This research with the Department of Film and Screen Media at University College Cork is funded by the Irish Research Council Postgraduate Scholarship scheme.

The politics of engagement and spectatorship of the installation space. (publication pending)

Véréna Paravel and Lucien Castaing-Taylor’s film and video installation Commensal was shown at the documenta 14 in Kassel, Germany, 2017. This research examines the phenomenological experience of this installation in opposition to a cinema-based film work made from the same material: Caniba.

Flying Kites


The cinema-space, perhaps especially in the context of the international film festival, remains an important starting point for many non-fiction films that have high artistic aspirations. In recent years, in particular since the documenta 11 international exhibition in 2002, the contemporary art space has also become a frequent context for non-fiction films and videos to be shown.

These two spaces hold different potentialities for the mediation of film, and various factors including the choice of the contemporary art-space for exhibiting non-fiction, the difference between the degrees of agency of the audience, as in the freedom to move about, leave or remain, and the expectations of audiences can have dramatic impacts on how a work of non-fiction is understood. Few non-fiction films have been adapted from feature-length film versions to contemporary art installations, or vice versa, however filmmakers from the Sensory Ethnography Lab based at Harvard University have provided at least two examples that are worthy of scrutiny. Rushes from the 2009 film Sweetgrass by Lucien Castaing-Taylor and Ilsla Barbash were adapted into a looping video installation, Hell Roaring Creek in 2010. This adaptation was not forefront in the minds of the filmmakers – the main focus of the production was on the feature-length documentary, and Hell Roaring Creek was simply put together from one long-take, part of which had been included in the theatrical version. However, since then the potential of the installation space as a site of sensory immersion seems to have captivated the imagination of members of the Sensory Ethnography Lab, who now develop multi-screen installations, often with elaborate sound design.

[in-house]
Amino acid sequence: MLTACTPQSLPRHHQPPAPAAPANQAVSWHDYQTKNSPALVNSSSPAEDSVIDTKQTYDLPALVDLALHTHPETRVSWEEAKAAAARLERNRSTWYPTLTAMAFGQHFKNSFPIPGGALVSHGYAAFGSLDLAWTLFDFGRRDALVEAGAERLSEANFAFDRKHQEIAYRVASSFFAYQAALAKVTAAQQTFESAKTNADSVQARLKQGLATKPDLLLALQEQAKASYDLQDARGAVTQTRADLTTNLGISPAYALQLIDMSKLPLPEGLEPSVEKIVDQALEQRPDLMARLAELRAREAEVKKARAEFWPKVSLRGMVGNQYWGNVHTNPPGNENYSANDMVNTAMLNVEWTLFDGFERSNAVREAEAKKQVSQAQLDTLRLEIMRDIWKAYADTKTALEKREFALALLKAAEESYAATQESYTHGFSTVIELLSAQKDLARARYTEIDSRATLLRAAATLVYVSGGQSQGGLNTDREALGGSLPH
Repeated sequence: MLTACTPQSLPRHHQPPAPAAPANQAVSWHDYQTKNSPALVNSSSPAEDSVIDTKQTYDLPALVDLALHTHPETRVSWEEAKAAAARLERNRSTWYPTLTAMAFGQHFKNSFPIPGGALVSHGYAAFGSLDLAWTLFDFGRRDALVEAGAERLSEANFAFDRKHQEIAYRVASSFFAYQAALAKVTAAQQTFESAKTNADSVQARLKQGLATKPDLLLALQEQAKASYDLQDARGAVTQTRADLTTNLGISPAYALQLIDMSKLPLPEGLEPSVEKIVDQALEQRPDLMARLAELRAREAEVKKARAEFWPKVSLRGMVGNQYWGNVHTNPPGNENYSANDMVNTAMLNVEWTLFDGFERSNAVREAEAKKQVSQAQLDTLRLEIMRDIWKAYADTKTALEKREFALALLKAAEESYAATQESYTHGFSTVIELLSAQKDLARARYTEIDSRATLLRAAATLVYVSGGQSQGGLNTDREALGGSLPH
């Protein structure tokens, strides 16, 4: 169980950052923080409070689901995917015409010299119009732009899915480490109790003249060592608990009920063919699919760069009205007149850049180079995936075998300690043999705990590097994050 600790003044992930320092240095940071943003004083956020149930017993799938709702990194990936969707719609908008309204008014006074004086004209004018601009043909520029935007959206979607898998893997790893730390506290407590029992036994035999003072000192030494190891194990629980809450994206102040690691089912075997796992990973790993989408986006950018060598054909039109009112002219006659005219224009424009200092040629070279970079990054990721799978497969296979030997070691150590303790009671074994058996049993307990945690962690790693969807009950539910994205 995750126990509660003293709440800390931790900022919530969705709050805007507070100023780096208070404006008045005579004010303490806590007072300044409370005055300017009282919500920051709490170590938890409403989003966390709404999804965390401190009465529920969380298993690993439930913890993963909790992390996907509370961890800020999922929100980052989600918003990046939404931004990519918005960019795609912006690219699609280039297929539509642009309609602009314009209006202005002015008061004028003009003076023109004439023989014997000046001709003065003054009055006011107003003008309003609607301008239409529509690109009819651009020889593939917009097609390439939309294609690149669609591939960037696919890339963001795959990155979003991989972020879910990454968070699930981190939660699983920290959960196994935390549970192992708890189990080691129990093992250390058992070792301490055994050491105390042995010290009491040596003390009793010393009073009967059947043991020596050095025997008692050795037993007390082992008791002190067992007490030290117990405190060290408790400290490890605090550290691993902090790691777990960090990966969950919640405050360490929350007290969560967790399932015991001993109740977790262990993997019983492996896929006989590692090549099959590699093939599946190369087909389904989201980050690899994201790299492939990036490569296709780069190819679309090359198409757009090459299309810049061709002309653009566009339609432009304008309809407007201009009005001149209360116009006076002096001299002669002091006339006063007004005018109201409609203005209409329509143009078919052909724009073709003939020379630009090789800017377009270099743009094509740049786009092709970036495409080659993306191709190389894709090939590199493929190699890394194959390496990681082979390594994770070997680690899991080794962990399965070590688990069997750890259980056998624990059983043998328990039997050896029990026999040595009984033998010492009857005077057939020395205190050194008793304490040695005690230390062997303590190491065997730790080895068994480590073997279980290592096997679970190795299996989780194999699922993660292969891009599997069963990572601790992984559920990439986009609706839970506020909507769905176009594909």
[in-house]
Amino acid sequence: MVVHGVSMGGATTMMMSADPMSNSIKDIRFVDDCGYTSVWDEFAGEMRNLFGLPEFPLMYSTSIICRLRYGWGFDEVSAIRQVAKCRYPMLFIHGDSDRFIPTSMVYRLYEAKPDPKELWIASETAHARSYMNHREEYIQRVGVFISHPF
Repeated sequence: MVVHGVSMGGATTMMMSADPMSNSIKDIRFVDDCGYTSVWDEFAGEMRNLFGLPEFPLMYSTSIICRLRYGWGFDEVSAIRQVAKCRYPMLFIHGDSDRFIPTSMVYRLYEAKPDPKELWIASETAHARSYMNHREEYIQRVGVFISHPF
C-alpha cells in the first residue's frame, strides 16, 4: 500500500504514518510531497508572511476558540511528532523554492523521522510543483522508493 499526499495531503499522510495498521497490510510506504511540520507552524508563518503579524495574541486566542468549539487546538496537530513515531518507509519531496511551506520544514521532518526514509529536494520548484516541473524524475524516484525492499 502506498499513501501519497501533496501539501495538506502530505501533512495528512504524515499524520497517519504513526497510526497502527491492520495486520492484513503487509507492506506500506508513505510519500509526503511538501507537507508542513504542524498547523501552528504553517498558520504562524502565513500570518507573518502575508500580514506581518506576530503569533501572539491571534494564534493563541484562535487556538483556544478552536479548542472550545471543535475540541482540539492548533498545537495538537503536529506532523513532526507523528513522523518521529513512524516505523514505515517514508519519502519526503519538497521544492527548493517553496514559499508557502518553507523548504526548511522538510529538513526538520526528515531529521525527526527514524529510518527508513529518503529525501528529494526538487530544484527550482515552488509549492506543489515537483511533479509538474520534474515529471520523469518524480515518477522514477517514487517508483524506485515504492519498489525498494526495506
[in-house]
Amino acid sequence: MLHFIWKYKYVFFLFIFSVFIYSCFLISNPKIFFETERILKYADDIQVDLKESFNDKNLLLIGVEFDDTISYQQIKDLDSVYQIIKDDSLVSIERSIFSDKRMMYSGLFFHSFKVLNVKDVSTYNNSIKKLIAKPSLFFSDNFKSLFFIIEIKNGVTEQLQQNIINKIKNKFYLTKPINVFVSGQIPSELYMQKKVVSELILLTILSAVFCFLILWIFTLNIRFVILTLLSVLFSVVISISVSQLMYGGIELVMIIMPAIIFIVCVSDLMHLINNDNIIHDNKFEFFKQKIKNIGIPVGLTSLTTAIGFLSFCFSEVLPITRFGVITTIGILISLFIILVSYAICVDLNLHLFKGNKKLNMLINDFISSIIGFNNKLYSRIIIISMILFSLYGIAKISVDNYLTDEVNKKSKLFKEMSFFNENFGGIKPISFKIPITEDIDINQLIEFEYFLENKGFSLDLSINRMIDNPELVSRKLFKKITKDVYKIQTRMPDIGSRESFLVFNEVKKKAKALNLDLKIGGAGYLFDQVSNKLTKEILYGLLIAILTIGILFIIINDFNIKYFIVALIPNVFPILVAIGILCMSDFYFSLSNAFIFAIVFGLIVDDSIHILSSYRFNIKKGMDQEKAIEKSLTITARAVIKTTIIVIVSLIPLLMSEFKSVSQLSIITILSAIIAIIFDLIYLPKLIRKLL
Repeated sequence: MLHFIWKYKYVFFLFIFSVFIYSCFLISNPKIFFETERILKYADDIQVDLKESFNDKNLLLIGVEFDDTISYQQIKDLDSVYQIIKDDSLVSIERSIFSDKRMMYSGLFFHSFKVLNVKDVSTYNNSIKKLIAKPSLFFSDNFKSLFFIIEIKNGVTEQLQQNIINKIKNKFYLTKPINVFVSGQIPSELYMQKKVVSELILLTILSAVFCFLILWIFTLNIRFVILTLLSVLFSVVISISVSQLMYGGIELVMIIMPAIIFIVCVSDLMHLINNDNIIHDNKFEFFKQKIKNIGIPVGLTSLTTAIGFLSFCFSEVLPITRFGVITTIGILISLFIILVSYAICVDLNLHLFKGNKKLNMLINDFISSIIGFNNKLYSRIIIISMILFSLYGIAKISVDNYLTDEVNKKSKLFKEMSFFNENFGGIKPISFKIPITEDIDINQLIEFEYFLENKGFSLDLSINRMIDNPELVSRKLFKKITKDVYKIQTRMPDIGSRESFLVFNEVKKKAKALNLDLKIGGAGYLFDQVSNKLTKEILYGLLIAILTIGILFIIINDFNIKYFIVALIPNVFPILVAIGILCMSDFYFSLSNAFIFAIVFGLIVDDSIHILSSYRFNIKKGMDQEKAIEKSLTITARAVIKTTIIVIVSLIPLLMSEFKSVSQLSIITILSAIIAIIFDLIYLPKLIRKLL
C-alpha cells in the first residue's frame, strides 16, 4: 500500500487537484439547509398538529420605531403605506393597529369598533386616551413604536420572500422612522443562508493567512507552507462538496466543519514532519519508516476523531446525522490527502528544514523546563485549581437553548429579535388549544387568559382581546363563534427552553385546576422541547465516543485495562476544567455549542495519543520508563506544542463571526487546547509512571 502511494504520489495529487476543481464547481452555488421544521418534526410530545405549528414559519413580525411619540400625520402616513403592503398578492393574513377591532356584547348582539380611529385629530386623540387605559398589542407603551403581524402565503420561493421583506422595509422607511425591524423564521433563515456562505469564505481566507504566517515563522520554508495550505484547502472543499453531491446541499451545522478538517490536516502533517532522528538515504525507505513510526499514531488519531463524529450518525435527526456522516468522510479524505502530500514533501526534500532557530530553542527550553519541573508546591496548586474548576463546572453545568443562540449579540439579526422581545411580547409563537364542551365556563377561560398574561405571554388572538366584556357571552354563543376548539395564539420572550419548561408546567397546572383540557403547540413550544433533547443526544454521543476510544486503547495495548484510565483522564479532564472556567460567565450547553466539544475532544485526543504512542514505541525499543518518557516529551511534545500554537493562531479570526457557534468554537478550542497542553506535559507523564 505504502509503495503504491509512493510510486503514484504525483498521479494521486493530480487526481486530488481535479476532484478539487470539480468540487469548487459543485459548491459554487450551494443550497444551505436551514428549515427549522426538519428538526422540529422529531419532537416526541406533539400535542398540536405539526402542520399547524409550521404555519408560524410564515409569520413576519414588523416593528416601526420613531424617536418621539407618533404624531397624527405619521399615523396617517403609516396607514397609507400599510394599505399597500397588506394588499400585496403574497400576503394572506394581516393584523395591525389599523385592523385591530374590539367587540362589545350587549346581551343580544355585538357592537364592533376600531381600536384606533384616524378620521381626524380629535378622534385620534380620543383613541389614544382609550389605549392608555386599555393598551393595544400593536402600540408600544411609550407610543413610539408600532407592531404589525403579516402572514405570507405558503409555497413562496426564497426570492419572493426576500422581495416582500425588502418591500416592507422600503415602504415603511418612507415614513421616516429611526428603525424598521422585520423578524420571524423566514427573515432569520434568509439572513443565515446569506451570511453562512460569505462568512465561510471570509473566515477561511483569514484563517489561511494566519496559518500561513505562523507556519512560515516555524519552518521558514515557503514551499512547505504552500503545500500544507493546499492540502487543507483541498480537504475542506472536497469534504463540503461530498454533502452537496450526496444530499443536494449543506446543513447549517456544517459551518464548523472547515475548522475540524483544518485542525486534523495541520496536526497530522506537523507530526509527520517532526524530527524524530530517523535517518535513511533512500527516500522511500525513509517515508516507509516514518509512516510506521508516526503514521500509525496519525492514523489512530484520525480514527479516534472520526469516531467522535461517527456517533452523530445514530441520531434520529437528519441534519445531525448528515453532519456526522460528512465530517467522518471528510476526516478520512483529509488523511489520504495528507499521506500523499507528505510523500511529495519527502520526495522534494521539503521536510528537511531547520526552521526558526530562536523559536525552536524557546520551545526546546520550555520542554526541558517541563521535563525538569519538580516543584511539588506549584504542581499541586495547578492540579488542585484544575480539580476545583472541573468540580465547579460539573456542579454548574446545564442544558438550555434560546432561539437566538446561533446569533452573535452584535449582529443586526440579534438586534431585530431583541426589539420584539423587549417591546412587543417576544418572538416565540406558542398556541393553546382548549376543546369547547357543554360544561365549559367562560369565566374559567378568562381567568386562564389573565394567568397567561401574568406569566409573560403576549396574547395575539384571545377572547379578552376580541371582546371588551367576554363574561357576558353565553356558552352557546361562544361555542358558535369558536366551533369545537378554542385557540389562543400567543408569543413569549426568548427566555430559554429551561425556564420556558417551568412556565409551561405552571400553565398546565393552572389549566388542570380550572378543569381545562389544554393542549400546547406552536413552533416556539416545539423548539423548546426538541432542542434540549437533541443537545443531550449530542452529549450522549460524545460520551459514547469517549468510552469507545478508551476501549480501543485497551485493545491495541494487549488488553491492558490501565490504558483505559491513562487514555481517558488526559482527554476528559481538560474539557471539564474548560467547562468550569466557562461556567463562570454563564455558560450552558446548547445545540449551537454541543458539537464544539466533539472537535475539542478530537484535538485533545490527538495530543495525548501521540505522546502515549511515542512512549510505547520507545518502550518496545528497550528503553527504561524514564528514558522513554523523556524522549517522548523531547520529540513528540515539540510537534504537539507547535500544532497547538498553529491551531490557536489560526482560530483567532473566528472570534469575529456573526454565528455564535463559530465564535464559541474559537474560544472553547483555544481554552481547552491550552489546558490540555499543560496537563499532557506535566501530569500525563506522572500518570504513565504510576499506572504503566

A version of their 2018 feature-length film Caniba appeared before the theatrical release at the international, large-scale contemporary art exhibition documenta 14 in 2017. This video installation, Commensal, was made using much of the same source footage and sound as the feature-length film, though this seems to have been designed to find its own way of telling the story; using the language of contemporary art rather than that of the cinema. This effort at an alternative way of presenting the same material raises questions about how non-fiction is understood and mediated by different audiences and in different contexts and this example provides a unique case-study to examine the effectiveness and mediation of non-fiction film and/or video in the context of a contemporary art installation

The Fridge Door

Flying Kites

“My work is like the light in a fridge, it only works when there are people there to open the fridge door. Without people, it is not art, it is something else: stuff in a room” Liam Gillick. The picture above ironically shows a Liam Gillick exhibition, with many people talking to each other, and not the art. Except for the guy with the yellow bag, and the two women wearing purple.

The installation space is very different from the cinema-space. Often , video installation work is designed with no beginning, or no end, looping, or with extremely ling pieces that can only possibly be experienced in segments, the point being that the art is there before you arrive, and after you leave. In that sense it is not a show, and may play with the conventions of narrative. Caniba and Commensal are very different experiences because of the contexts for their presentation. One is a narrative, a story, the other a situation.

Et oui, c'est une autre histoire